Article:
How to Write A Strong Resume
A resume is often your first shot to show off your professional capabilities in a highly competitive world. But resume-writing is tough, time-consuming work. From free writing tips, to designed and ready-to-use resume templates, and even one-on-one coaching sessions, our PhD-level writing experts have many resources to offer job seekers.
Writing a resume? We’ve Got Your Back
- Scroll on for free resume-writing tips
- Explore 5 key elements of a strong resume
- Customize one of our polished, professionally designed resume templates
- Schedule a 1-hour resume writing consultation for guidance on content and high-level organization strategies. Work with writers who have experience writing and developing resumes and job search materials.
- Brush up on your writing skills to improve your chances of getting hired and promoted
- Transform your academic CV into a high-impact resume with our virtual, completely self-paced microcourse
Free Resume-Writing Tips
The average number of applicants applying to any given job is 250. It takes a recruiter approximately 7 seconds to make a yes or no decision on your resume. Only 2% of applicants get called for an interview.
With so little time to make a good first impression, it’s important to invest in your resume-writing before you submit it. To truly stand out with a high-impact resume, there are five key elements to consider:
Below, we uncover ways to improve your resume for a wide variety of audiences and purposes. Read on if you want to hone your professional story and make a strong first impression.
1. Resume Organization
There are three basic organizational approaches to resume writing: chronological, skills-based, or a hybrid approach. The resume format you choose depends on how much experience you have in the field you’re pursuing. A chronologically organized resume is most widely used.
The Chronological Resume lists your professional experiences from most recent to least. It is the appropriate resume option if you have…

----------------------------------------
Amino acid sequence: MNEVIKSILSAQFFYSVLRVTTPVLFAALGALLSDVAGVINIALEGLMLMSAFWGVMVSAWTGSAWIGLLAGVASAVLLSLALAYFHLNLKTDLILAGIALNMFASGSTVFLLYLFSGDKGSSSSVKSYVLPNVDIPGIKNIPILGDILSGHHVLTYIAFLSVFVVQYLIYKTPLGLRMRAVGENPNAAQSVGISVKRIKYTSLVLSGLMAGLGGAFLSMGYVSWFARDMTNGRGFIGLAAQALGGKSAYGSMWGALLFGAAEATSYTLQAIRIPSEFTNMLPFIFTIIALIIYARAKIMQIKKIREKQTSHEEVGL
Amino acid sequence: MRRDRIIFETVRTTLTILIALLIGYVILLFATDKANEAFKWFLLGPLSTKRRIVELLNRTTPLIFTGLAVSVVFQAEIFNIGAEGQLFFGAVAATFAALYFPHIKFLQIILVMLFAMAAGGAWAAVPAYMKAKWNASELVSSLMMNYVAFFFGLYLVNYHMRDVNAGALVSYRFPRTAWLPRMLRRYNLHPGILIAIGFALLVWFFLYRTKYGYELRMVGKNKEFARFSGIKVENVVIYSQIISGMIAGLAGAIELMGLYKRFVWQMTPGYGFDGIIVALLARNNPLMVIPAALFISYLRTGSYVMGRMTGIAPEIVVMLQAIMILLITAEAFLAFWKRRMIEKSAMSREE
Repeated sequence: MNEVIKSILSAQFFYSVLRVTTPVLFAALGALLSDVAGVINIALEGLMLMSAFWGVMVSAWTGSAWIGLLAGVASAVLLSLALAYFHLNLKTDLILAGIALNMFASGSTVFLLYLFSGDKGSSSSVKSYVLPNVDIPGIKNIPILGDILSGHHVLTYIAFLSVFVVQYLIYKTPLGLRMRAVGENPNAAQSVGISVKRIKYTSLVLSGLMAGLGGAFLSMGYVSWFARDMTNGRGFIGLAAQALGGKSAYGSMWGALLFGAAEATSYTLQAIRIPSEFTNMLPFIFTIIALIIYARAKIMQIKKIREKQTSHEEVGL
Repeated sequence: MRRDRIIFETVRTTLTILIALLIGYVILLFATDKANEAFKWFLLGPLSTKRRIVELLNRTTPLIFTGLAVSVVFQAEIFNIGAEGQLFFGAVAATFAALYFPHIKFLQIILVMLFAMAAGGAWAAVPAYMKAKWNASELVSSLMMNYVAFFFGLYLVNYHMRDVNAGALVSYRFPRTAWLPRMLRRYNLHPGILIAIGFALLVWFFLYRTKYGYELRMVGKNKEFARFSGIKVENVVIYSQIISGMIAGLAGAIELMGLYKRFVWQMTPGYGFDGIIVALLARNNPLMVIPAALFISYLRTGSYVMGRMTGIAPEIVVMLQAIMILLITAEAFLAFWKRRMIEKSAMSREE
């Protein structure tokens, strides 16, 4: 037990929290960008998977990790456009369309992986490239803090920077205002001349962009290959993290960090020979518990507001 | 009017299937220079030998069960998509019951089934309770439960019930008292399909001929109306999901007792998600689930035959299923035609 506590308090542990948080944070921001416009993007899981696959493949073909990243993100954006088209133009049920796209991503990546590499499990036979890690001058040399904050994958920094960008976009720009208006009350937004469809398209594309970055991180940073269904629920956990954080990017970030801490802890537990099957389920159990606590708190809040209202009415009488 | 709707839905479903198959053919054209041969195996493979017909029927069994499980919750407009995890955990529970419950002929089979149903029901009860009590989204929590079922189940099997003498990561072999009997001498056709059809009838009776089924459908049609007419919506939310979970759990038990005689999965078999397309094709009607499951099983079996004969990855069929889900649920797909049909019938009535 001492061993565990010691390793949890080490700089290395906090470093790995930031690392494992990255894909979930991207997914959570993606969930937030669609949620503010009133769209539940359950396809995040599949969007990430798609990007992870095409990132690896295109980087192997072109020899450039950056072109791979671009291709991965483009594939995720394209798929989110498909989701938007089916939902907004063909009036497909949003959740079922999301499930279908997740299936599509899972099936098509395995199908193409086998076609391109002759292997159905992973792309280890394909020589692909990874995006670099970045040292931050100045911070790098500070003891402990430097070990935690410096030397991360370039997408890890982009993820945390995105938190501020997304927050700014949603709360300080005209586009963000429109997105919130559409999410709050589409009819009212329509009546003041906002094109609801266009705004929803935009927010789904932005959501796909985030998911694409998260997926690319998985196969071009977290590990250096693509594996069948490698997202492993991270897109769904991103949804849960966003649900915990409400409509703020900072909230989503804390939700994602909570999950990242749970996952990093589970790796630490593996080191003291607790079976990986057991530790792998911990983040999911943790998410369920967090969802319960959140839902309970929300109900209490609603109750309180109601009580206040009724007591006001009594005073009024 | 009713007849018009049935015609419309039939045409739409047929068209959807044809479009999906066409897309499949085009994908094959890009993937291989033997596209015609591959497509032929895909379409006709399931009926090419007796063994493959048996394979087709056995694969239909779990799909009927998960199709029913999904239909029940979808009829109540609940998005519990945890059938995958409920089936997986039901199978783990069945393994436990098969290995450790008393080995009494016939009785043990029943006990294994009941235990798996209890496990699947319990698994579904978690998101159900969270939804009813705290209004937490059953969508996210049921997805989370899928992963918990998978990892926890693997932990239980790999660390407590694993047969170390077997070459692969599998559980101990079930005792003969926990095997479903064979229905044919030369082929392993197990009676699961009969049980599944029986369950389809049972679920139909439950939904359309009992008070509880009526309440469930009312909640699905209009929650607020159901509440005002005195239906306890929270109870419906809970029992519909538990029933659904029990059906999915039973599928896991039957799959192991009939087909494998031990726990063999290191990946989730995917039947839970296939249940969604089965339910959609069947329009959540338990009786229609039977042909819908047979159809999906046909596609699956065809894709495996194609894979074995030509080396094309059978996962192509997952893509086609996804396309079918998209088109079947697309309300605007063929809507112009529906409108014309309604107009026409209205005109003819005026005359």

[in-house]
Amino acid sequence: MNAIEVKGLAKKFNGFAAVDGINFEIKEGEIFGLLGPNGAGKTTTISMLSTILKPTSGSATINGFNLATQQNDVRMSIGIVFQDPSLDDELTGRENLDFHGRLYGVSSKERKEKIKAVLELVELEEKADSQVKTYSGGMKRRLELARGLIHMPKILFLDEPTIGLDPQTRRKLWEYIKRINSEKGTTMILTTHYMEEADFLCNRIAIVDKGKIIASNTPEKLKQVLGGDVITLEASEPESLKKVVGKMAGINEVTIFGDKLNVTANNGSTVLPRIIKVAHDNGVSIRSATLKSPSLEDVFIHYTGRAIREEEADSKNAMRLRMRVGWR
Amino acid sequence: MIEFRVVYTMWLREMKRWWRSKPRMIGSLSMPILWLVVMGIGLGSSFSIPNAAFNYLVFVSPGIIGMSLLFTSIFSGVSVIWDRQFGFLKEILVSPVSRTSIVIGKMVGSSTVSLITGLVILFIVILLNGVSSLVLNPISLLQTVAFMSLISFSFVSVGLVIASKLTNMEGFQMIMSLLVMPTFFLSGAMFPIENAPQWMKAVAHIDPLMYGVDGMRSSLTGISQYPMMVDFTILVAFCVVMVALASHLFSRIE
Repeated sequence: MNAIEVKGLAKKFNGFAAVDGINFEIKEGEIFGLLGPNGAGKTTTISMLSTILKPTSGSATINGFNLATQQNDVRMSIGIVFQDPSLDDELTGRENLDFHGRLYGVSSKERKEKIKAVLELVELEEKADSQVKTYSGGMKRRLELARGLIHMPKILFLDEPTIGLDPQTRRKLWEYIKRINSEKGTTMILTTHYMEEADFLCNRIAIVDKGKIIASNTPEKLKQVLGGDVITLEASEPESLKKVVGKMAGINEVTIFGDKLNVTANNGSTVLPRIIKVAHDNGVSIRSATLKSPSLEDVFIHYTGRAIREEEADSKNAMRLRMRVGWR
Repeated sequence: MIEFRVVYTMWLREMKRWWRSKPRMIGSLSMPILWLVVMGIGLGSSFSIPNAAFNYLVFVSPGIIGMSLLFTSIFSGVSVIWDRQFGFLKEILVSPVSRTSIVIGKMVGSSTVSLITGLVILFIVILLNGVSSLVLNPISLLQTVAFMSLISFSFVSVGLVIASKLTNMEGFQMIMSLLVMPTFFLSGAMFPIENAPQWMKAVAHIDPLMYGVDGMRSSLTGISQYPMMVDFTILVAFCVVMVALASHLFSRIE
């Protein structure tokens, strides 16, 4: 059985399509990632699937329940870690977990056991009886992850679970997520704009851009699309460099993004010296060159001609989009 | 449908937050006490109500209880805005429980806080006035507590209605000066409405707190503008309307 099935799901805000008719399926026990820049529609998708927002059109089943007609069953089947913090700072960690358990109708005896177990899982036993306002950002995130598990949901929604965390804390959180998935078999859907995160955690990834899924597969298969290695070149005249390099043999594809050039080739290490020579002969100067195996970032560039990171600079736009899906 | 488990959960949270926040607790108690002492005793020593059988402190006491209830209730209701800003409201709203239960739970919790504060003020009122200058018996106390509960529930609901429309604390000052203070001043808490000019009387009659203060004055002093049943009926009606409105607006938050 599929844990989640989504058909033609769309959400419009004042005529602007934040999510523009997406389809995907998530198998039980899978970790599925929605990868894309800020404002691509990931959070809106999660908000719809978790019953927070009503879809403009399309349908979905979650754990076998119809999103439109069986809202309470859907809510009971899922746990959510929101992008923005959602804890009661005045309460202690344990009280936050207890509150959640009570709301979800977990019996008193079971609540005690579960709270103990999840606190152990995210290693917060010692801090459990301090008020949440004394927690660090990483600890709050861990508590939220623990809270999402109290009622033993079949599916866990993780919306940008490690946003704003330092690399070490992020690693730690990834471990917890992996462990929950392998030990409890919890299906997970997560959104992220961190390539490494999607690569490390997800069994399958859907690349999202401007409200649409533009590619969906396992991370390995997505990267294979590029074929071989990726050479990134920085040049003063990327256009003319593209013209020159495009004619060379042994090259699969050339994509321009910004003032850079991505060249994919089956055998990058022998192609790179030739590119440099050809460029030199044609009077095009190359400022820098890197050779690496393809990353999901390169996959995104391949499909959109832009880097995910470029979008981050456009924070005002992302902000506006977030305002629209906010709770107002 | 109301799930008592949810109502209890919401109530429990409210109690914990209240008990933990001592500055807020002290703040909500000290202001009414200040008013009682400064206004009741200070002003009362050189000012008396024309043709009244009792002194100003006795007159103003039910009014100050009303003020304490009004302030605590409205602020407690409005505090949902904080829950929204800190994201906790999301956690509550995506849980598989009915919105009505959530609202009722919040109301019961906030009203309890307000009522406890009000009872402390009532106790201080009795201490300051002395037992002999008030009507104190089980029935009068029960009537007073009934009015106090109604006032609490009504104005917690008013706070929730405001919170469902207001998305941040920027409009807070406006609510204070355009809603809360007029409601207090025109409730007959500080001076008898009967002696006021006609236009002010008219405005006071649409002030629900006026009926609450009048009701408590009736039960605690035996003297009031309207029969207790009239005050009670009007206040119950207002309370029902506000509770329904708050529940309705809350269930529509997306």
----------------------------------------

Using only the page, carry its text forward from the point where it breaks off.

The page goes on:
- Strong work history with many positions in the same industry
- Held the same position for several years
- Minimal gaps in employment history
But, not everyone fits this description. It seems like every job application favors extensive experience. So, how can those of us with limited experience make it past this ‘chicken or the egg’ obstacle?
That’s where a skills-based resume is helpful. This resume format organizes your experiences by your skills rather than by specific jobs or employers. Skills-based resumes are ideal for applicants if you are…
- Changing careers or industries and don’t have much experience in the field you’re seeking
- A recent high school or college graduate and don’t have much work experience
- Someone who has only held short-term jobs or internships rather than extended periods of experience in one position
- Someone who has gaps in your work history longer than several months or a year
A hybrid resume reflects employment gaps without highlighting them. This structure is a good bet if you are…
- Changing careers
- Re-entering the workforce
- Your professional story is a little more complicated
These resume formats allow you to prioritize content based on audience and experience. If you don’t know which organizational approach is right for you, consider scheduling a Resume Writing Feedback Session with one of our PhD-level writers.
Let us introduce the three types of audiences reading your resume once you hit that submit button: the skimmer, the skeptic, and the decision-maker. They all have one thing in common: On average, they will spend 7 seconds reading your resume before they’ve made a decision on whether to interview you.
Concise resume writing will help all three quickly gather a sense of your qualifications and achievements. That’s why word economy is important to consider as you write. Word economy is the practice of saying something in the shortest way possible without sacrificing meaning or storytelling.